I know my own shortcomings and confessed to a mentor that as I was posting the good news on Facebook, a part of me knew I’d waste endless hours basking in the “likes” and “shares” and “comments” surrounding my success. When would I write?

A certain amount of fear joined the excitement; fear that my biggest publishing success so far would be my last.

We made a plan to stay in action. Here’s a few things you can do if you find yourself with a “win” that threatens to deter you from a bigger goal.

3 Steps to Keep Your Success from Becoming Writer’s Block

1. Set aside a certain amount of time to pat yourself on the back via social media or other means.

2. Decide on a next step before you click “post.”

3. Next steps can include any of the following:

  • Deadline for new submission
  • Revision time on a work-in-progress (WIP)
  • Chapter read in a book on craft.

4. Use affirmations to remind yourself “That is not all the music that is in you.”

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An Invitation: 2015 Writing Goals and 2014 Results

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Why Do You Write or What Will Get You Writing in 2015?

Do you aim to inspire, motivate, entertain or release your creativity? Is there a story you’ve been longing to tell? Last year, I finally got off my ass and committed myself to living a writing life. After 40-plus years of stops and starts, all it took was a powerful concoction of Envy, Jealousy, Fear and Regret.

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 ENVY

It’s a cold March morning in 2014 and I’m due at a stupid new job with unfriendly, pinched-face women I detest. I put off getting up long enough to check Facebook and read my younger sister’s announcement. She has started a blog.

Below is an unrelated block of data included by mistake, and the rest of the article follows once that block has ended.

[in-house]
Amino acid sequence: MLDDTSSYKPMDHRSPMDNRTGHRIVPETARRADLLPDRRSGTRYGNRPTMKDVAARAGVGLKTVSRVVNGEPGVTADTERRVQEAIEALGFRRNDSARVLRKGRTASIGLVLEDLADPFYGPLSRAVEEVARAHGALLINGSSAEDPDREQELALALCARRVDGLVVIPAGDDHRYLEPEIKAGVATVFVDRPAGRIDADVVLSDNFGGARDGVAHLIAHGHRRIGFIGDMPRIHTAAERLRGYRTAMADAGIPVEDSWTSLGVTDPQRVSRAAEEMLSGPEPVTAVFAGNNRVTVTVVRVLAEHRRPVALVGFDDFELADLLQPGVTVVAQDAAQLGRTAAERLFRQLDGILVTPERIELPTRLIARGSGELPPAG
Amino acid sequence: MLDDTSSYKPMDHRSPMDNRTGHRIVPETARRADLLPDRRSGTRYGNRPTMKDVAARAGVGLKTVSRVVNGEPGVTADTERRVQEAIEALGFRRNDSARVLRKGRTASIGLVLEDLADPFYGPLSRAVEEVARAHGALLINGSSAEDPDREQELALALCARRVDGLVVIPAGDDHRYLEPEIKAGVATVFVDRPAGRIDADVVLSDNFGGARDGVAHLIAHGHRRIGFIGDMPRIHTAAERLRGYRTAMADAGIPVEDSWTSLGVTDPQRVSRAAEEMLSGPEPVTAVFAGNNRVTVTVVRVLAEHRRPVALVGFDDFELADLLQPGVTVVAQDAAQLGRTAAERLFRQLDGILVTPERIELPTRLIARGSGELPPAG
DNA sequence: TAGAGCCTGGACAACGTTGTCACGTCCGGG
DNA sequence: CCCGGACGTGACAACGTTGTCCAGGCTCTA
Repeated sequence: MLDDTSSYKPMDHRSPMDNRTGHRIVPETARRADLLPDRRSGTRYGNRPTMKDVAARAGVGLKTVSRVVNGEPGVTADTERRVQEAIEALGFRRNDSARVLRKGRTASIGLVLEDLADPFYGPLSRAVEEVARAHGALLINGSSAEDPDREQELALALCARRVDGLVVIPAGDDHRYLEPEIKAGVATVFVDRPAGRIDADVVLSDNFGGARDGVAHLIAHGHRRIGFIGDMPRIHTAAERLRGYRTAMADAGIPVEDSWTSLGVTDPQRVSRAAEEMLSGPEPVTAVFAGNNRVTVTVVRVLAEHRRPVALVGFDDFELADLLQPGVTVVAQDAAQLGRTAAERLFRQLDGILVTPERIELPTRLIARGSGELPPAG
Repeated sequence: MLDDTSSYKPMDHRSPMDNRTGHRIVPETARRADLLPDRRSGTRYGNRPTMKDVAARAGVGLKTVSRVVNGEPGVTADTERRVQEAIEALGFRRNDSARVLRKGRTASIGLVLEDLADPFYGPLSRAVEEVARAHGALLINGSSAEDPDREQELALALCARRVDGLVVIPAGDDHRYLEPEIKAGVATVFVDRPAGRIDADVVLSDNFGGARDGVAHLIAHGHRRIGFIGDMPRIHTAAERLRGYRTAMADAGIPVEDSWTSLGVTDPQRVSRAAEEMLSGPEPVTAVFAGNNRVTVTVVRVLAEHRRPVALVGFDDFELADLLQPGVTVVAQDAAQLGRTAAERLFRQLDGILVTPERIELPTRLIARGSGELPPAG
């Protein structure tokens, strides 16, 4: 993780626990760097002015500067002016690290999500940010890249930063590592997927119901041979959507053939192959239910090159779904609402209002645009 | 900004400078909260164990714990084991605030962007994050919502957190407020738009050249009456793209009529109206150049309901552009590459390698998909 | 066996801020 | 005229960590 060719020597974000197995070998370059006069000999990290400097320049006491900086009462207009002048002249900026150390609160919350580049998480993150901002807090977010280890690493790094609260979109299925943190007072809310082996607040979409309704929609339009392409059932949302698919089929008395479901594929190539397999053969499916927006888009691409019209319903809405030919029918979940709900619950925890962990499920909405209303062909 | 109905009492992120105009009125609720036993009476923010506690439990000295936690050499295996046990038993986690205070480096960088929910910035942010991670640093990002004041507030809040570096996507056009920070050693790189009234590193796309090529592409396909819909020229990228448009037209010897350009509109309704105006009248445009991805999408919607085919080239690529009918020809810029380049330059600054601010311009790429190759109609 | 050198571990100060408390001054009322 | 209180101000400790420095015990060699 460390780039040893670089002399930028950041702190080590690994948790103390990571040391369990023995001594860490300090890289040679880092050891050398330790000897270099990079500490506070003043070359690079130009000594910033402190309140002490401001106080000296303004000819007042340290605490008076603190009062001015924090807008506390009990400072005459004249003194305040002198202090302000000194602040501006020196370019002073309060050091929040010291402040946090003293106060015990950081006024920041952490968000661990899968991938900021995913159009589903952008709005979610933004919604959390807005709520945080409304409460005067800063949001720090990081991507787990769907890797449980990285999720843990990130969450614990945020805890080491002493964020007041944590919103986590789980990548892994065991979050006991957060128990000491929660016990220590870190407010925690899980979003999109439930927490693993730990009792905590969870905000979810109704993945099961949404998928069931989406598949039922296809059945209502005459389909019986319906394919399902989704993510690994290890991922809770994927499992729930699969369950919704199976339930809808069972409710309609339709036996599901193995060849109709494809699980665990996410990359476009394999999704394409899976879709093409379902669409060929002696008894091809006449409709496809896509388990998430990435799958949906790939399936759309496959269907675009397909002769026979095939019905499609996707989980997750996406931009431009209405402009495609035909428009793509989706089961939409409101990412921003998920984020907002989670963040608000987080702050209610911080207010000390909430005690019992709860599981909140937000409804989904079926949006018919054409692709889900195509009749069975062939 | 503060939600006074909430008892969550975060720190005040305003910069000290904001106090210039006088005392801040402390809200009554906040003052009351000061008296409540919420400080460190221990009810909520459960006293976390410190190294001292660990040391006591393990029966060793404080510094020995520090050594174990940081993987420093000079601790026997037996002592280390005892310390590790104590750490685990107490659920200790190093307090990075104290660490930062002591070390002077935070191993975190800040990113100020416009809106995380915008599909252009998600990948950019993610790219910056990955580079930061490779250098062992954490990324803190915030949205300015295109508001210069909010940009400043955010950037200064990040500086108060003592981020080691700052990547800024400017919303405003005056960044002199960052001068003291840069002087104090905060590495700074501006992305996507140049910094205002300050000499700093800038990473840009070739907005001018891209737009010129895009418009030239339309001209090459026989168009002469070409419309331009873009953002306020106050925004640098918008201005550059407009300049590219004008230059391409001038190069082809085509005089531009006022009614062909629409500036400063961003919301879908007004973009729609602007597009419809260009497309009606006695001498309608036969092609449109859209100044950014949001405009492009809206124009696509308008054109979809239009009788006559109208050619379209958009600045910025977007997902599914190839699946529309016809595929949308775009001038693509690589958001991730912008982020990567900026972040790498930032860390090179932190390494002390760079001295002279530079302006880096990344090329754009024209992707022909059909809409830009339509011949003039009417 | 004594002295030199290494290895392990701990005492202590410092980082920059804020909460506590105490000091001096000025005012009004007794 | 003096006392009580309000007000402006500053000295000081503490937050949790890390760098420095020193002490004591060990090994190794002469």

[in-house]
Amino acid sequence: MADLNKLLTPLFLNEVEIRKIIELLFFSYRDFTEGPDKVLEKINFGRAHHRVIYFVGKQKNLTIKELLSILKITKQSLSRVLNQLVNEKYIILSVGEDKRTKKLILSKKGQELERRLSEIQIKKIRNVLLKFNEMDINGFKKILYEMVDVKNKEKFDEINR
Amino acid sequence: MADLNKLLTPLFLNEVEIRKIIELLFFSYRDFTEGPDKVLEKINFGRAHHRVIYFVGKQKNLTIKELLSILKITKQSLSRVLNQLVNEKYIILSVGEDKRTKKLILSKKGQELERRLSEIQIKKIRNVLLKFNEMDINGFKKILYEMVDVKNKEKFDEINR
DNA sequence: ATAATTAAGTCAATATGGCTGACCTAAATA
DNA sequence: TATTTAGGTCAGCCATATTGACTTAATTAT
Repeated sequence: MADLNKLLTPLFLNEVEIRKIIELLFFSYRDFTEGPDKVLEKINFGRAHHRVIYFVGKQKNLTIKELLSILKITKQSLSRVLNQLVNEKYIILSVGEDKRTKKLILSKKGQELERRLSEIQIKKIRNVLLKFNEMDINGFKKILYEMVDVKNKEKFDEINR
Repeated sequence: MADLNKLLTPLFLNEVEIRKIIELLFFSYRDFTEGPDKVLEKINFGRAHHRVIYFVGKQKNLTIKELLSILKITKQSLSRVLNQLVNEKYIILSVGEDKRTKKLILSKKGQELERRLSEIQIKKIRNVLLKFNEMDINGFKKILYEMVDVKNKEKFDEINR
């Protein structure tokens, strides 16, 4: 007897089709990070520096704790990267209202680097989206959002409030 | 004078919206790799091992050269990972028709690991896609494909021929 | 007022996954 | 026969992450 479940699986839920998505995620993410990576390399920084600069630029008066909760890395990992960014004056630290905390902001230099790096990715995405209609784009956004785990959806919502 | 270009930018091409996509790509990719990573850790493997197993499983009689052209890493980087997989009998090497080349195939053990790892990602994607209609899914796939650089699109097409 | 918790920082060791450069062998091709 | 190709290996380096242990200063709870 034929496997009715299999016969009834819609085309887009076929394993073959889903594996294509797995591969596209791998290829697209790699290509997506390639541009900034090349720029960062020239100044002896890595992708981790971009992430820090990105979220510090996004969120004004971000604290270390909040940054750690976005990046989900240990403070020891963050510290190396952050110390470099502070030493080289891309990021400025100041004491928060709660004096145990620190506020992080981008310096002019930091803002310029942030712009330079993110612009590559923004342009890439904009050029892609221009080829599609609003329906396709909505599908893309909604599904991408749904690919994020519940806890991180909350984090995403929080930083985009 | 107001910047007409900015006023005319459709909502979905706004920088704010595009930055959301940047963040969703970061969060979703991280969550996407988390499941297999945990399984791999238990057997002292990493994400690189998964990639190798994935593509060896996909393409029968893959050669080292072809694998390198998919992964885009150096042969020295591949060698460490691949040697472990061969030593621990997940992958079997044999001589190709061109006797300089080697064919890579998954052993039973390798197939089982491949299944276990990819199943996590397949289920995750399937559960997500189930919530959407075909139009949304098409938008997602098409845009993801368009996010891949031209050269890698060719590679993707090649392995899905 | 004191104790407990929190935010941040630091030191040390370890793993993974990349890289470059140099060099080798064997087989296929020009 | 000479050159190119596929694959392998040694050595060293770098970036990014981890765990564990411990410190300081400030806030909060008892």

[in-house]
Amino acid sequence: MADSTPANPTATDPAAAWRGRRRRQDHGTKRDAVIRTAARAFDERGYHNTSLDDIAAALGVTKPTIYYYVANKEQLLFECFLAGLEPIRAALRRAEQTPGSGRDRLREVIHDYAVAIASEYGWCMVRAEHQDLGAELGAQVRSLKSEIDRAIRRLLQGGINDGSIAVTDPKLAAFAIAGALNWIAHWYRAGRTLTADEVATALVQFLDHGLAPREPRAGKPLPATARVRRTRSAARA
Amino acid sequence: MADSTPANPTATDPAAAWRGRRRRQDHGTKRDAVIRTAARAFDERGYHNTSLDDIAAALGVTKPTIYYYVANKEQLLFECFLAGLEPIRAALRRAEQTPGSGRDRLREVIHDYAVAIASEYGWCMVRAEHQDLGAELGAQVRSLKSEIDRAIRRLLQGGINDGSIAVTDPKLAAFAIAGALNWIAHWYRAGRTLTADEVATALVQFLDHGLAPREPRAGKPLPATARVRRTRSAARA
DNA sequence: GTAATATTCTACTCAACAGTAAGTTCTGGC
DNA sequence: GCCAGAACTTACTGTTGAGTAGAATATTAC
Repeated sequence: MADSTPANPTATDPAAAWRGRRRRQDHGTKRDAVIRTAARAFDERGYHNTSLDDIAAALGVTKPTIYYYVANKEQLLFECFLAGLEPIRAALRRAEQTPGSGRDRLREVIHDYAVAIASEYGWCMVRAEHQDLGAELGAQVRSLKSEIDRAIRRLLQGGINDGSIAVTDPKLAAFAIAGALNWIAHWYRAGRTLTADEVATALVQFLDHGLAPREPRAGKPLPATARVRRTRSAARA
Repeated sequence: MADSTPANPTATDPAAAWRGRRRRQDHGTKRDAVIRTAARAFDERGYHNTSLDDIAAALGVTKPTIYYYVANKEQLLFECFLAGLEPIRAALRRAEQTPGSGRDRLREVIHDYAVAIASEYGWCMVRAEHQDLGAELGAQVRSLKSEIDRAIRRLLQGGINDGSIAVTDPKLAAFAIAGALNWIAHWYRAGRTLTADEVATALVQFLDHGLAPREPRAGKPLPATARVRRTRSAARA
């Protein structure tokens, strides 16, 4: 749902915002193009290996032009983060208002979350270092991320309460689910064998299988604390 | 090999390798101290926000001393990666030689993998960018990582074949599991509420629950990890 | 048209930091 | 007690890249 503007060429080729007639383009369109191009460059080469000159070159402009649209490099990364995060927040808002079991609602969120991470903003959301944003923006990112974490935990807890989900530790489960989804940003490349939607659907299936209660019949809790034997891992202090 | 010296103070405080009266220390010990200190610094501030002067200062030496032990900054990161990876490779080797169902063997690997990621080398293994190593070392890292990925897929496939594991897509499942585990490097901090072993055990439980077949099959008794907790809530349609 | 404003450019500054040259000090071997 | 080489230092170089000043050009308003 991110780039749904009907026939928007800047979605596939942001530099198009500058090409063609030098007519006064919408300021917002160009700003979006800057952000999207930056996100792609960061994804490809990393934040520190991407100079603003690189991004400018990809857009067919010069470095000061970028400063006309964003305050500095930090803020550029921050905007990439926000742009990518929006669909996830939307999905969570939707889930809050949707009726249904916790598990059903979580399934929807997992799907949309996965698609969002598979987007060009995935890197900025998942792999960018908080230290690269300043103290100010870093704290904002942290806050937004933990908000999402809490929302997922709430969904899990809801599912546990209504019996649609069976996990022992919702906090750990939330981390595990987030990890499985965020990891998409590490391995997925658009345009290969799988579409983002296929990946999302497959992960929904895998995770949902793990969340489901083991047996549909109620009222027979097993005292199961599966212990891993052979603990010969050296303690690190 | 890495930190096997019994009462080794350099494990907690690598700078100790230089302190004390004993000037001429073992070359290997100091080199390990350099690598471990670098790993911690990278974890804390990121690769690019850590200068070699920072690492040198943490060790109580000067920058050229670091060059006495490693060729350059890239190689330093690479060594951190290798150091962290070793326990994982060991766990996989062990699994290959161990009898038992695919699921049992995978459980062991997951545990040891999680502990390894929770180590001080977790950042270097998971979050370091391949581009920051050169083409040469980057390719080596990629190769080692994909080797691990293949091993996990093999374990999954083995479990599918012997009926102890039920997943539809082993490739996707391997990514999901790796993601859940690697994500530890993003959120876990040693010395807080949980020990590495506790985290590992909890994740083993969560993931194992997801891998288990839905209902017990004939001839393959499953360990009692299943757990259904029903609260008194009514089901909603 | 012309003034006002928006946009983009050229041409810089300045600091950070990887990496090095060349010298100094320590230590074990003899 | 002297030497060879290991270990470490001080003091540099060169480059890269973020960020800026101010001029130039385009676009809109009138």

Without talking to me. Without getting my advice. This woman – who has supposedly looked up to me her whole life as the writer in the family – followed instructions in a book, bought a domain name and started a blog. I am turning 49 in less than six months and she has beaten me to it.

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JEALOUSY

And it’s freakin’ hilarious. It evokes emotion and sets a scene and makes me laugh and I want it to be me. Sure, I’ve been dabbling longer but she committed.  She has a website and everything! She will be famous before me and everyone will now say that she’s the writer. Everyone knows there’s only room for one writer per family. I will lose my special identity and this upsets me despite my realization that I’m usually talking or thinking about writing instead of doing it.

FEAR

There is jealousy but also fear. I’m afraid of losing my special writer status. I’m afraid of averageness. I’m afraid of dying without testing myself, realizing my potential, finding my passion. My stated purpose in life was always to create a loving family which I’ve done. But secretly, I know there’s an individual component I’ve neglected. I know I could do more, do better and I’m afraid it might be too late.

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REGRET

Despite the powerful if unattractive emotions of Envy, Jealousy, and Fear, the strongest is Regret.

A story comes to mind about a man who dies and goes to Heaven. In this Heaven, everyone gets the room best suited for them. His is a library lined floor to ceiling with wood shelves brimming with books. He will spend eternity with those things he treasures most. He selects a volume and cracks it open to find its pages empty. He sets it aside and chooses another and then another. All of them filled with blank pages. He asks his angel guide why this is happening to him. The guide explains that these are the books he was supposed to have written.